Commodities

KTDA, multinationals get 2-month window to end direct tea sales

tea

Workers harvest tea using a plucking machine in Kericho. PHOTO | TONNY OMONDI

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Summary

  • The Ministry of Agriculture has given multinational companies and the Kenya Tea Development Agency (KTDA) a two-month window to close direct sales of tea amid a court case that has temporarily stopped the implementation of the new Tea Act.
  • The ban on direct tea sale, brought about by the enactment of the Tea Act that requires all teas to be sold exclusively through the auction, will see the players miss out on lucrative overseas market.
  • The firms said they are at a loss over how to deal with forward contracts signed with overseas buyers should the court fail to stop Section 36 of the Act that has imposed the ban.

The Ministry of Agriculture has given multinational companies and the Kenya Tea Development Agency (KTDA) a two-month window to close direct sales of tea amid a court case that has temporarily stopped the implementation of the new Tea Act.

The ban on direct tea sale, brought about by the enactment of the Tea Act that requires all teas to be sold exclusively through the auction, will see the players miss out on lucrative overseas market.

The firms said they are at a loss over how to deal with forward contracts signed with overseas buyers should the court fail to stop Section 36 of the Act that has imposed the ban.

KTDA managing director in charge of management services Alfred Njagi said they had already complied with the directive and informed their buyers of the new regulatory requirement.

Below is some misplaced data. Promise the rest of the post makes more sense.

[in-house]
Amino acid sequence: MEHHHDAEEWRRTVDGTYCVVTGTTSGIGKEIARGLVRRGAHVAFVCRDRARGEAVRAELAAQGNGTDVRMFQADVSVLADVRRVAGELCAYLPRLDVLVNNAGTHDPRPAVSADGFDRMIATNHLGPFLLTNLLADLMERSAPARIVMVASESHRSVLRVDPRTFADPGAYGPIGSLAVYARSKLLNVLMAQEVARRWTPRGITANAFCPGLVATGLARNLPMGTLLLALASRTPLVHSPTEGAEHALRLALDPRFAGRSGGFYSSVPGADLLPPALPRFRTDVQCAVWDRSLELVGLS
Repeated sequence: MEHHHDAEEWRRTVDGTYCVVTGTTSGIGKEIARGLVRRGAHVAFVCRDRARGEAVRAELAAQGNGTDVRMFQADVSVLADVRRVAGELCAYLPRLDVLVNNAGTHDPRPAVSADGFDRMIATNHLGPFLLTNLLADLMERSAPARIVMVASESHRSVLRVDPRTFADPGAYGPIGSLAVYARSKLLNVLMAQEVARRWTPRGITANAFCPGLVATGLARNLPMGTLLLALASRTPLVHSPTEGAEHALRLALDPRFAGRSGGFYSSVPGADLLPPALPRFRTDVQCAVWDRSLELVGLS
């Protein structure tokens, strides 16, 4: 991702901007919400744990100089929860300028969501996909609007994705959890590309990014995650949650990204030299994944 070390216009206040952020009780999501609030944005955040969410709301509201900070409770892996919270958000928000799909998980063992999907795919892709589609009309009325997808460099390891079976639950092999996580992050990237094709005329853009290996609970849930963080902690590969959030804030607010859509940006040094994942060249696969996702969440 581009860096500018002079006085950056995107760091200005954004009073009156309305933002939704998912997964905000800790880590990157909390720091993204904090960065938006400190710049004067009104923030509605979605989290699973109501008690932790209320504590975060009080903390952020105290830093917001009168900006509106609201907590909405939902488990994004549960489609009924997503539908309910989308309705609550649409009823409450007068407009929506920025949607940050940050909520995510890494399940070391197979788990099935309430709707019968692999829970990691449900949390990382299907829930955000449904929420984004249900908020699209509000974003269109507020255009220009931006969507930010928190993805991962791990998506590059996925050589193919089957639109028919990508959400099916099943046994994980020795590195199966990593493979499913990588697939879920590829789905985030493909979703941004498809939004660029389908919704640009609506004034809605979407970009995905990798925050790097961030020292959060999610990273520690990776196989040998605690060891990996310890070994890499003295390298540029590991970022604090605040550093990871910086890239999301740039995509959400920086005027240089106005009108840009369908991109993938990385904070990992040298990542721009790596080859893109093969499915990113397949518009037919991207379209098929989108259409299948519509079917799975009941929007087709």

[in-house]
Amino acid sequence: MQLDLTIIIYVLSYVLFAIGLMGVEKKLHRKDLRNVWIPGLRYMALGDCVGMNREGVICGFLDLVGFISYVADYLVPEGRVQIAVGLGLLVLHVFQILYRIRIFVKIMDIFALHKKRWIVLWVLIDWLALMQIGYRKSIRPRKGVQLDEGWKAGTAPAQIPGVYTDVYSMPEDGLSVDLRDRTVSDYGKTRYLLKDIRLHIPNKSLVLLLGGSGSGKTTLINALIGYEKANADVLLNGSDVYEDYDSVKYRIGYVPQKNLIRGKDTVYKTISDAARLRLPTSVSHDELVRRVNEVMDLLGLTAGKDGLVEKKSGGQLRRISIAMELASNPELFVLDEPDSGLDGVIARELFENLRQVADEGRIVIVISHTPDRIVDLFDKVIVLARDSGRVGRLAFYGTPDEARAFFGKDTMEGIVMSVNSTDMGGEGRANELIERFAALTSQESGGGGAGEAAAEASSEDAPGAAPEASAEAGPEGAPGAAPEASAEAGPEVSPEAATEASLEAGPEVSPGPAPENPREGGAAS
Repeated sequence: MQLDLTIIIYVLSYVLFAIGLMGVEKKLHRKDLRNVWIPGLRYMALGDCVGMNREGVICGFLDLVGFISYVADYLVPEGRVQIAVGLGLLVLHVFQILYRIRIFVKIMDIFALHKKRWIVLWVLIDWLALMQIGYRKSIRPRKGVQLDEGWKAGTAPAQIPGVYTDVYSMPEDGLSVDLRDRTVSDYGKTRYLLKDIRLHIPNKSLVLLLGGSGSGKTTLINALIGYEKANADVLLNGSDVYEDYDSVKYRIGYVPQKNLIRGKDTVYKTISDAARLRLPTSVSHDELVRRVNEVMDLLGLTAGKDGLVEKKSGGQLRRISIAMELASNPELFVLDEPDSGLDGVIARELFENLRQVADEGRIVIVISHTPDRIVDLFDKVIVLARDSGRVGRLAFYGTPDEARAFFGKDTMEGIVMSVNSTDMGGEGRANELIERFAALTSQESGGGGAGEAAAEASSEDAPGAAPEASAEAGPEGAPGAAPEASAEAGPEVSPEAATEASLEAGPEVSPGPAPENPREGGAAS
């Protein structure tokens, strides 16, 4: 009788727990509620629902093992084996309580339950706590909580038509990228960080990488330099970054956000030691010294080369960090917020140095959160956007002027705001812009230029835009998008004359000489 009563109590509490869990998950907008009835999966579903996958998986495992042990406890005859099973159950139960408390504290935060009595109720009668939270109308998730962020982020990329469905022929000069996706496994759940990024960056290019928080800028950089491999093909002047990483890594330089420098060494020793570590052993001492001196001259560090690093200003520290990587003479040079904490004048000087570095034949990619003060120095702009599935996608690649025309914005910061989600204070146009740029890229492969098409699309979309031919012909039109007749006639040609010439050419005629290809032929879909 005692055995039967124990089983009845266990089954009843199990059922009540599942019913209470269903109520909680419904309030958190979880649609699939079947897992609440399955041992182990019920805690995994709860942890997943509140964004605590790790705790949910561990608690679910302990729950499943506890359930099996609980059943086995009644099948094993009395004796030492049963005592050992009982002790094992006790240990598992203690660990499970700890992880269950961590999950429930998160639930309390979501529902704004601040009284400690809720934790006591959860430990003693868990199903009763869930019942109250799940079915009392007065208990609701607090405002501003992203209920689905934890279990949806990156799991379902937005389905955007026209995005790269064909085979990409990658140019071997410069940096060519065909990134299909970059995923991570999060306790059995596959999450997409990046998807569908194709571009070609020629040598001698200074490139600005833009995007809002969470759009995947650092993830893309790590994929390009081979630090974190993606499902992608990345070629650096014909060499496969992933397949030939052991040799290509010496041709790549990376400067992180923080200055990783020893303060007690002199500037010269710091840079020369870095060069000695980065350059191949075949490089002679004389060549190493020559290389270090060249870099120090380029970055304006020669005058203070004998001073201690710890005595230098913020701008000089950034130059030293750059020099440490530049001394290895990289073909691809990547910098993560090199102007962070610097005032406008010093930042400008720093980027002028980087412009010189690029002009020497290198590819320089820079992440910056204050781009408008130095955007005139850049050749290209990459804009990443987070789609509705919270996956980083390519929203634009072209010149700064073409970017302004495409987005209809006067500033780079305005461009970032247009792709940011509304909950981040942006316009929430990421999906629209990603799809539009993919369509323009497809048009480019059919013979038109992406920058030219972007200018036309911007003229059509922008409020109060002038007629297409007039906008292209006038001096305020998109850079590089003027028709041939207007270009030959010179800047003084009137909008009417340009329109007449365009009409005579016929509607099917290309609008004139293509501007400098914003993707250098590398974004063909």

“Some of our factories that have been selling tea directly obviously will have to lose out following the ban of direct sales. However, that is the law and we have to comply with it,” said Mr Njagi.

Mr Apollo Kiarii, chief executive officer of Kenya Tea Growers said their lawyers were looking at the implication of termination of the contracts before their due time even as they seek to stop part of the regulations.

“We are contemplating on what to do with the current contracts because if we cancel them, it will attract a financial penalty as it will amount to breach of our terms of engagement with our buyers,” said Mr Kiarii.

Most tea firms had signed forward contracts in November and were to run for up to two years. The contracts stipulate among other things, the price that the tea will be sold at throughout the term of the contract and the quantities to be supplied.

Fifteen large-scale tea growers under the Kenya Tea Growers Association challenged sections of the enacted law, saying they are discriminatory and will cause them losses.

In a petition filed under a certificate of urgency, the multi-nationals argue that Sections 36, 48, and 53 of the law, were enacted in a manner inconsistent with the Constitution.